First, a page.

Xanax (also known by the name: Alprazolam) is a prescription drug used to treat individuals suffering from anxiety and panic related disorders with or without agoraphobia. These disorders can be present in any kind of person from anywhere in the world; even a pregnant woman. Xanax, while pregnant, first trimester is the focus of this article.
The stresses of everyday life are not something Xanax is not supposed to take away. Individuals with such diagnosis as “generalized anxiety disorder” have unrealistic or excessive anxiety and worry about two or more life situations, for a period of 6 months or longer, during which the individual has been bothered more days than not by these issues.
People suffering from a panic disorder have a specific set of characteristics with persistent unexpected panic attacks. A panic attack is outlined as a discrete period of intense fear or discomfort in which four or even more than that amount of the following symptoms develop abruptly and reach a peak within 10 minutes:
- feeling of choking;
- numbness or tingling sensations;
- sensations of shortness of breath or smothering;
- palpitations, pounding heart, or accelerated heart rate;
- chest pain or discomfort;
- trembling or shaking;
- fear of dying;
- nausea or abdominal distress;
- feelings of unreality or being detached from oneself;
- feeling dizzy, unsteady, lightheaded, or faint;
- fear of losing control;
- chills or hot flushes.
Xanax is in the benzodiazepine class of drugs. Benzodiazepines affect the central nervous system causing a depressant effect. This “relaxing of the body” can impair a person’s ability to perform mild tasks or lead to hypnosis, depending on the dose and the body chemistry of the patient.
Once the drug has been taken orally it is absorbed into the body and is most potent one to two hours after the initial dose. However it stays in the body for anywhere between six to sixteen hours in healthy patients. Patients with pre-existing conditions like alcohol disease, reduced liver function and reduced kidney function, obesity and those within the geriatric community tend to hold the prescription in their body for longer periods of time.
Physicians and scientists have studied the effectiveness of Xanax and found that this drug works best on a short-term basis. The effectiveness was found to be different based on the condition it is being used to treat. The short-time effectiveness cap for anxiety is four months. When Xanax is used to treat anxiety the suggested cap for effectiveness is four to ten weeks however it has helped when the cap has been extended to eight months. Doctors should evaluate their patient’s needs to determine when the best time to discontinue use is.
Xanax, along with other benzodiazepines, are highly addictive in nature. It is widely available and needs to be monitored closely by a physician. It has been found that individuals taking 4mg/day for a period extended to twelve weeks have become dependent on the drug. However it can be taken for a shorter time coupled with a smaller dose and still become dependent. Withdrawal symptoms can be varied and include seizures.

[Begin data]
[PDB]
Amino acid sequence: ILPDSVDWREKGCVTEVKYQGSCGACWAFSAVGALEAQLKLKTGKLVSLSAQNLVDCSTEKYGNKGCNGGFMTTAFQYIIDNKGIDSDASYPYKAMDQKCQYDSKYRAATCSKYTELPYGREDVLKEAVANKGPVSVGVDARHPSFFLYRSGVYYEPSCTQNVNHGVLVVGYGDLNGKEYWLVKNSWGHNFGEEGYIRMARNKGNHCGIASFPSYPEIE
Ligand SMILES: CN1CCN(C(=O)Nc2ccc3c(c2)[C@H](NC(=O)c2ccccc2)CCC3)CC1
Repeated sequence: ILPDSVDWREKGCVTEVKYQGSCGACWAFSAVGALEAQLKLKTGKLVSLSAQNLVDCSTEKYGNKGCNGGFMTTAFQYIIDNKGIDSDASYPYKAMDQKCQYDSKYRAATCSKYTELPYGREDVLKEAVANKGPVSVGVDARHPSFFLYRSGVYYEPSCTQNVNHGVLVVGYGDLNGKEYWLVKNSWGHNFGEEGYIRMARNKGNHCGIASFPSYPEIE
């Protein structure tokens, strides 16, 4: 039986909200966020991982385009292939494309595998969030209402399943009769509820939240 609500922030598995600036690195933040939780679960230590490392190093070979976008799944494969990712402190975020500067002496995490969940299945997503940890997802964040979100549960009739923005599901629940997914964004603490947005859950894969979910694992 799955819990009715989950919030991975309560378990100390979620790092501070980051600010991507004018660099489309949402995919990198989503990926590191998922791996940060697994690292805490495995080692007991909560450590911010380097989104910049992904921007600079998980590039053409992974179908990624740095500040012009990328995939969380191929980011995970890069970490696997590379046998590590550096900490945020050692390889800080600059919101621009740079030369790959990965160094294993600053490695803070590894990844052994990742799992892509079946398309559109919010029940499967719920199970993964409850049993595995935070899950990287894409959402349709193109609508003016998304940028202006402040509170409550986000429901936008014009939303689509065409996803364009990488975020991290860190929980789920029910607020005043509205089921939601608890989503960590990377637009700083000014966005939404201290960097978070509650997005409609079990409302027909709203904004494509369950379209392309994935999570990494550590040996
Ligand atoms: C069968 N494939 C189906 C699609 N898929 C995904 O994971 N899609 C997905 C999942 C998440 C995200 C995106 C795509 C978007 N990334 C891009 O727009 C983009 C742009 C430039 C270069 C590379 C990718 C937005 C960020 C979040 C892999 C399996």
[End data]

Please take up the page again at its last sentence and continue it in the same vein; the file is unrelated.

Most women who get pregnant that have anxiety or panic disorders are in a difficult situation because they want the best for their developing baby but need to take care of themselves. It is best to know what happens during the first trimester to the developing fetus and how taking Xanax while pregnant impacts their health along with the health of the fetus. Health complications for a fetus can occur for a number of reasons and taking Xanax during early pregnancy is not recommended. Starting a regimen of Xanax during early pregnancy is not advised and alternative methods of relaxation such as: yoga, massage therapy, exercise, changes to diet and acupuncture are often suggested.
The first trimester of a pregnancy lasts from conception to thirteen weeks. The mother’s body goes through major hormonal, physical, and emotional changes. The first trimester is the one, out of the three, where the fetus is more susceptible to health risks. This is the trimester where there is the greatest risk for miscarriage. All major organs of the fetus are grown by the end of the thirteen weeks. Teeth begin to grow. Reproductive organs are forming during this time. Fingernails, toenails and outer ear structures are forming during this time. By the end of the first trimester the fetus has grown to approximately one ounce.
All drugs within the benzodiazepine family have the potential to cause congenital birth defects and Xanax is no exception. Xanax and early pregnancy do not mix. In the United States there was a pharmaceutical grading system adopted back in 1979 for pregnant women to understand what the potential ramifications were by taking a particular prescription drug. Xanax is listed as a category D drug. A category D drug is described as, “One where there is positive evidence of human fetal risk based on adverse reaction data from investigational or marketing experience or studies in humans, but potential benefits may warrant use of the drug in pregnant women despite potential risks.”
Withdrawal symptoms from Xanax occur for the mother and child once it is born. The baby could have trouble sleeping and irritability. Additionally Xanax and pregnancy first trimester has been linked to neonatal depression in newborns, trademarked by depressed breathing that could potentially lead to death in some cases. The American Academy of Pediatrics statistic shows that there is the presence of delayed motor development and mental retardation in seven out of eight children that have in their health history information that their mothers used benzodiazepines while pregnant.